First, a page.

Some familiar faces will take another shot at winning a seat on a Toronto city council that’s poised for a lot of change in this fall’s election.
With seven incumbents departing, a group of former city politicians, and some veterans of the tumultuous 2018 campaign, have registered to run. The official deadline to enter the race passed on Friday, setting the stage for the Oct. 24 vote.
Among the dozens of candidates for Toronto’s 25 wards are a trio of former councillors trying to make comebacks — Jon Burnside, Lorenzo Berardinetti and Vince Crisanti.
“Just plain and simple, it’s my dream job,” Burnside said of his bid to return to city hall.
Just plain and simple, it’s my dream job.– Jon Burnside, former Toronto city councillor
In 2018, Premier Doug Ford’s decision to slash the size of council from 47 to 25 wards pitted incumbents against each other and forced others to reconsider running. Burnside lost to fellow incumbent Jaye Robinson. Earlier this year, Coun. Denzil Minnan-Wong announced he would not seek another term in Ward 16, Don Valley East, where Burnside is now running.
“I know it’s a weird thing to say, but I love being the councillor,” Burnside added. “I love being with people. And I love trying to build communities.”
Berardinetti, who served on council for 15 years before being elected to the Ontario Legislature in 2003, is also trying to make a comeback at city hall. He’ll face off against Coun. Gary Crawford, the incumbent in Ward 20, Scarborough Southwest.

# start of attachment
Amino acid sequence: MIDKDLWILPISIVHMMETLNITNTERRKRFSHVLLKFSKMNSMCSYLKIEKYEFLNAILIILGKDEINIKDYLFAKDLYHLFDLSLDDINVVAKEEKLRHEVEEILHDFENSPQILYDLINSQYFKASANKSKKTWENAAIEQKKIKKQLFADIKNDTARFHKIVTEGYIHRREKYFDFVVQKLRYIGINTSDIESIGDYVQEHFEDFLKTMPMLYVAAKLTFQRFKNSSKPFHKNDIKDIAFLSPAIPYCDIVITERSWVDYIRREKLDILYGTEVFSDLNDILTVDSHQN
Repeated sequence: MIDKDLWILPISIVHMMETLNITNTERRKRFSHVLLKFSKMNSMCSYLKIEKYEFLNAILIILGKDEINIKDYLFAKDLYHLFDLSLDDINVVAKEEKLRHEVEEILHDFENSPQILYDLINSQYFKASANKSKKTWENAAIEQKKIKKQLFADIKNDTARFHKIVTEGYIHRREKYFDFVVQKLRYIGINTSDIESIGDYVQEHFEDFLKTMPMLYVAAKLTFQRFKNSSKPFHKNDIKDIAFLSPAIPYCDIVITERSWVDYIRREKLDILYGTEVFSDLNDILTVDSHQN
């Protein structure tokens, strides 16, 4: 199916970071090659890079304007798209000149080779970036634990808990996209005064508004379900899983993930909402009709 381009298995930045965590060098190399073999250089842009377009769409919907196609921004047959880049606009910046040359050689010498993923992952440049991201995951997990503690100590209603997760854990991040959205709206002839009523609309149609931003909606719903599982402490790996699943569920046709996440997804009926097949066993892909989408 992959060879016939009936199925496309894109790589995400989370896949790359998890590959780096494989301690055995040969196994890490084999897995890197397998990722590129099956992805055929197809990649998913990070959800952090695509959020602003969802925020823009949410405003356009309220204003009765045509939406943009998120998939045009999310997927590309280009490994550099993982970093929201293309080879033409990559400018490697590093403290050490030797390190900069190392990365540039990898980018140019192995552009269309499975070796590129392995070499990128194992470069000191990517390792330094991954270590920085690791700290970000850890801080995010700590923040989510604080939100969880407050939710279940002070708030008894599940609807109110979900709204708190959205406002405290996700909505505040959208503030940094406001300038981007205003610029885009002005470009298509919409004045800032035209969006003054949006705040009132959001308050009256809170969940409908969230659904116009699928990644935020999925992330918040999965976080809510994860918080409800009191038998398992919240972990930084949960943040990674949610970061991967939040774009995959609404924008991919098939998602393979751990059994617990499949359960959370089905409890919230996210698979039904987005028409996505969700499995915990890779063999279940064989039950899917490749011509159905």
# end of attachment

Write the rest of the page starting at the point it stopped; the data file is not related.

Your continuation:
“I think you can make more changes at the city level,” Berardinetti said, contrasting that to his experience in the party system at Queen’s Park. “I have experience and I would like to offer my services back to the city.”
In 2018, former councillor Vince Crisanti lost to fellow incumbent Michael Ford in Ward 1, Etobicoke-North. This time around, he’s jumped back into the race to represent the ward now that Ford has moved on to Queen’s Park.
Chris Moise was among a crop of new candidates who pulled out of the 2018 race when the council cut happened. Instead of running against his friend Kristyn Wong-Tam in Ward 13, Toronto Centre, he successfully campaigned for reelection as a trustee at the Toronto District School Board. Like Michael Ford, Wong-Tam has since moved on to provincial politics, having won election in June.
After six years at the school board, Moise said he can bring his skills and experience to city hall.
“Being a black man and gay man on the school board, I brought my lived experience to the role,” he said.
“If I wasn’t there talking about my experience in my community and advocating, some of the issues I brought up never would have surfaced.”
Lily Cheng, a candidate running in Ward 18, Willowdale, came second in 2018 to incumbent John Filion who has decided not to run again.
Cheng, who runs the Facebook page North York Moms, says she didn’t “disappear” after the last election, and instead dove into work in the community. She is concerned about the levels of apathy and cynicism in city politics but hopes voters will elect a new and diverse council.
“There seems to be a lack of connection between city hall and the people who live in the communities,” she said.
“I’ve been a community organizer in Willowdale now for almost a decade so I really feel that our democracy is at risk because the threads of our communities are frayed.”